Four new genetic risk factors for MSA have been identified

Four new genetic risk factors for MSA have been identified

A study recently published in the journal Neuron succeeded in identifying four new genetic risk factors for multiple system atrophy (MSA). For this purpose, the entire genome of people with MSA was examined in detail – this was made possible by the collaboration of more than 20 institutions worldwide – including experts from the Neurology Clinic of the University of Innsbruck.

MSA is an adult-onset, sporadic disorder that, along with Parkinson’s disease and Lewy body dementia, is classified as a “synucleinopathy” because one of its hallmarks is the abnormal formation of the α-synuclein protein. Neurodegenerative disease associated with autonomic failures, ataxia, and parkinsonism. The disease is so rare, occurs infrequently, and its symptoms vary from case to case, MSA is still poorly understood, unlike Parkinson’s disease and Lewy body dementia*.

Largest genome sequencing database for MSA

To fill this gap in understanding of MSA, Sonja W. The research team led by Scholes created the largest genome sequencing database for MSA. together till date. Sonja Scholz studied medicine in Innsbruck and wrote her dissertation on MSA under the supervision of globally recognized MSA expert Gregor Wenning, who died a few months ago.
Collecting the complete genomes of 888 people of European descent with MSA required an international collaboration with institutions from the US and Europe, including the contribution of the Innsbruck MSA group at the Department of Neurobiology, founded and led by Wenning.

The collected data were finally compared with the genomes of 7,128 control subjects to better understand the genetic basis of MSA.

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Caption: The Innsbruck MSA team, from left: Klaus Seppi, Viktoria Sidoroff, Susanne Doer, Florian Kriesmer, Alessandra Fanciulli and Nadia Stefanova. (Part of the team, but not pictured: Fabian Lees and Gregor K. Wenning). © Benjamin Tejagam

The team used modern and sophisticated genome-wide analysis techniques to examine more than nine million different genetic variants in this database. Finally, four new risk loci for MSA were identified. The researchers were also able to highlight specific genes associated with increased susceptibility to MSA.

However, this genetic analysis is only a first step. To better understand the effects of gene mutations on MSA, the researchers also performed a transcriptome analysis. This made it possible to detect changes in mRNA, the mechanisms by which proteins are produced from the human genome (DNA) template. The analysis showed the effects of genetic mutations associated with MSA on specific cell types, including neurons and oligodendrocytes, which are cells that support cellular communication in the brain. One of the most important findings of this study is that a defect in oligodendrocytes may be a central driver of MSA—a finding that supports the prevailing hypothesis about the origin of this neurological disorder.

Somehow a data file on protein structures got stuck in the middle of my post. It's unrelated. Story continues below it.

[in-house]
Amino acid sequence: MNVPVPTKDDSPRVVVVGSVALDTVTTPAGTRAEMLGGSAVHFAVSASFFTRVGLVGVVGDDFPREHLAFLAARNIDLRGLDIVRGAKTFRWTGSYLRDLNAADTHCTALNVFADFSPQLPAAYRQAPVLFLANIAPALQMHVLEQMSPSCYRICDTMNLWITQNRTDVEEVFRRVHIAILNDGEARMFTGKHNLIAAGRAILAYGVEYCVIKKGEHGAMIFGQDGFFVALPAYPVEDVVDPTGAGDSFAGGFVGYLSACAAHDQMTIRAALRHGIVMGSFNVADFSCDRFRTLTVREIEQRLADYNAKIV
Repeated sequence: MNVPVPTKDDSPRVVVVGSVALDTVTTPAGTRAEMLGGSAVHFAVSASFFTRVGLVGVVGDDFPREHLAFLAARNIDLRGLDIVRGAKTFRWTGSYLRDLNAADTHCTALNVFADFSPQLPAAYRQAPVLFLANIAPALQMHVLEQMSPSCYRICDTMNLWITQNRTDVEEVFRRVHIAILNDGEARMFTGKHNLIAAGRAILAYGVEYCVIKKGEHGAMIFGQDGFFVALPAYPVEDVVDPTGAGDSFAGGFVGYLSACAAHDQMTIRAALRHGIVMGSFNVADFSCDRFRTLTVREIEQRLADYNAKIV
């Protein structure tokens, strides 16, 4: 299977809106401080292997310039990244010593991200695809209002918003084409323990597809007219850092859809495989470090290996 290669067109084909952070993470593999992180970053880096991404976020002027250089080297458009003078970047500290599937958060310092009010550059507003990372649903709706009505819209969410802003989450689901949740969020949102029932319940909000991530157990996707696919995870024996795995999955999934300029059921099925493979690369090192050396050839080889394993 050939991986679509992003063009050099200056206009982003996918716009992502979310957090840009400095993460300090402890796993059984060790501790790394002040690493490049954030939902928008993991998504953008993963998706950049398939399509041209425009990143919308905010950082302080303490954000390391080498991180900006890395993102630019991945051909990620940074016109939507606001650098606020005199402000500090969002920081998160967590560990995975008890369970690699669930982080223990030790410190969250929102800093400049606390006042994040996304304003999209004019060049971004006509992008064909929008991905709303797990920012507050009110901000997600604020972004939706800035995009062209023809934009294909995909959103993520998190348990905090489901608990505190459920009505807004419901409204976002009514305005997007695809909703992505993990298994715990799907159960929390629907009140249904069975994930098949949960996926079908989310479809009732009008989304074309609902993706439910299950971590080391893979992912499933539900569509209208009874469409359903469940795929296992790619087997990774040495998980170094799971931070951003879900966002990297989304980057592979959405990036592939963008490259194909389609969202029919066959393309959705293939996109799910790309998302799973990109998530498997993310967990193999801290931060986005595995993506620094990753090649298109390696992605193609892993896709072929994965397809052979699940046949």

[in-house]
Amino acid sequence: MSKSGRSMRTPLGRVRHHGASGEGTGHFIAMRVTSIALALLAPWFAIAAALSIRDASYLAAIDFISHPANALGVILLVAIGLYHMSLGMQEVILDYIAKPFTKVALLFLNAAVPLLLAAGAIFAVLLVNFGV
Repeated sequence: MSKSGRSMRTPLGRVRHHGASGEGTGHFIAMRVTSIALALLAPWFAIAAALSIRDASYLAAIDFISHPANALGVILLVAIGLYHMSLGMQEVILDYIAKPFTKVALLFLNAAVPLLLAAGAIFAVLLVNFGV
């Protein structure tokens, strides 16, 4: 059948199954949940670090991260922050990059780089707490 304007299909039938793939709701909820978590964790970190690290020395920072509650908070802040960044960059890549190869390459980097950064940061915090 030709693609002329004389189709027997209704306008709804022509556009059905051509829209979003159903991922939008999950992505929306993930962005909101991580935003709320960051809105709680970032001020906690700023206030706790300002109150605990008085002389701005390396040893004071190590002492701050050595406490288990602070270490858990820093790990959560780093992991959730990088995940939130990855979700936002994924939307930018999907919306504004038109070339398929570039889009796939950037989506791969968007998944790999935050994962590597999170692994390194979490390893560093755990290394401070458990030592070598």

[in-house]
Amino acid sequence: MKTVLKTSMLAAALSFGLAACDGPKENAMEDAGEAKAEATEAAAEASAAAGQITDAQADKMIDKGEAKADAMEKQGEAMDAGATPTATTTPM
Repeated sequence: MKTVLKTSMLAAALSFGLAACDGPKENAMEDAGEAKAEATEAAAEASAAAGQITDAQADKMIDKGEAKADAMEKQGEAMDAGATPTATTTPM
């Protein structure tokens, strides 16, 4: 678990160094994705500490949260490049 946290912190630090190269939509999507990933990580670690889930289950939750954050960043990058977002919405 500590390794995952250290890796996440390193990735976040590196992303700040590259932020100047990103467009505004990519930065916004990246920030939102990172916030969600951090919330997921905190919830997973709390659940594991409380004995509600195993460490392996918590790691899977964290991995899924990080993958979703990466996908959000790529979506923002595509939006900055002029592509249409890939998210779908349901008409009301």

These results are only the beginning of uncovering the causes of MSA. One of the limitations of this study is that it should be replicated in different MSA genomes. However, due to the rarity of the disease, which is an obstacle to support further research into MSA and its genetic basis, Scholz and his team are making their genetic data freely available to the research community. This approach to open data sharing follows the group’s political self-image, which has already been used in another large-scale analysis of Lewy body dementia and frontotemporal dementia. It is hoped that by publishing these detailed genomic and transcriptomic analyses, further research can build on these results and advance the goal of developing targeted therapies for MSA.

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(Innsbruck, June 13, 2024, text: free translated from English press release from D. Heidegger/NINDS, images: Innsbruck Neurobiology Unit, Benjamin Dejagum)

Links:

Chia R. and many others. “Gene sequence analyzes identify a new risk locus for multiple system atrophy.” Neurology. May 2, 2024.
https://doi.org/10.1016/j.neuron.2024.04.002

*) Stepanova N, Wenning GK. “Multiple system atrophy: at the crossroads of cellular, molecular, and genetic mechanisms.” Nat Rev Neurosci. 2023, Jun;24(6):334-346.
https://doi.org/10.1038/s41583-023-00697-7

**) Department of Neurology At the University Clinic of Neurology

The research project of the Department of Neurobiology (INBU, director: Nadia Stefanova) focuses on multiple system atrophy (MSA), a neurodegenerative disease (alpha-synucleinopathy) associated with autonomic failures, ataxia and parkinsonism. Over the years, the INBU team has made important contributions to key areas of MSA research, including disease mechanisms and therapeutic target discovery, clinical presentation, and diagnostic tools. The Department of Neurobiology has two core competencies: preclinical and clinical.

The pre-clinical research program of the Laboratory for Translational Neurodegeneration Research (Head: Nadia Stefanova) focuses on understanding the causes and disease mechanisms, early discovery of target molecules and disease modification in MSA and other alpha-synucleinopathies. The Clinical Research Program at the Dysautonomia Center (Director: Alessandra Fanciulli) focuses on early identification and development of personalized care plans for people living with MSA and other autonomic nervous system disorders. The Department of Neurobiology trains medical students, master’s and doctoral students and postdocs, national and international visiting scientists in translational neuroscience and offers a dynamic international research environment, collaborative approach and expertise in translational skills.

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